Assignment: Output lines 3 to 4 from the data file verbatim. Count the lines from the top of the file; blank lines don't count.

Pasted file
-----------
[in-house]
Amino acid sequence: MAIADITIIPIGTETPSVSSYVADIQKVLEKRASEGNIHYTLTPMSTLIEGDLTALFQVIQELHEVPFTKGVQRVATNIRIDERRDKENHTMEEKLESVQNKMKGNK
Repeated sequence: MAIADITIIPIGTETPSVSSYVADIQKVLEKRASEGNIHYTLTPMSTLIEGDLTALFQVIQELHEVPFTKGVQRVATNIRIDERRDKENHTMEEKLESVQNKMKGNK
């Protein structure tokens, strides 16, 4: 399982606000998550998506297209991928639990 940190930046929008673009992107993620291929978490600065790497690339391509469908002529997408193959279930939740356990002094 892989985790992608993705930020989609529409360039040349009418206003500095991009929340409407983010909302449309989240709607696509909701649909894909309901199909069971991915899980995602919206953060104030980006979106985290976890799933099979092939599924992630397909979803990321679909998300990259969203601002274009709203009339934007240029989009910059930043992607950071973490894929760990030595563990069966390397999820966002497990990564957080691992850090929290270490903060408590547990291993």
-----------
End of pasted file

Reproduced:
Repeated sequence: MAIADITIIPIGTETPSVSSYVADIQKVLEKRASEGNIHYTLTPMSTLIEGDLTALFQVIQELHEVPFTKGVQRVATNIRIDERRDKENHTMEEKLESVQNKMKGNK
């Protein structure tokens, strides 16, 4: 399982606000998550998506297209991928639990 940190930046929008673009992107993620291929978490600065790497690339391509469908002529997408193959279930939740356990002094 892989985790992608993705930020989609529409360039040349009418206003500095991009929340409407983010909302449309989240709607696509909701649909894909309901199909069971991915899980995602919206953060104030980006979106985290976890799933099979092939599924992630397909979803990321679909998300990259969203601002274009709203009339934007240029989009910059930043992607950071973490894929760990030595563990069966390397999820966002497990990564957080691992850090929290270490903060408590547990291993």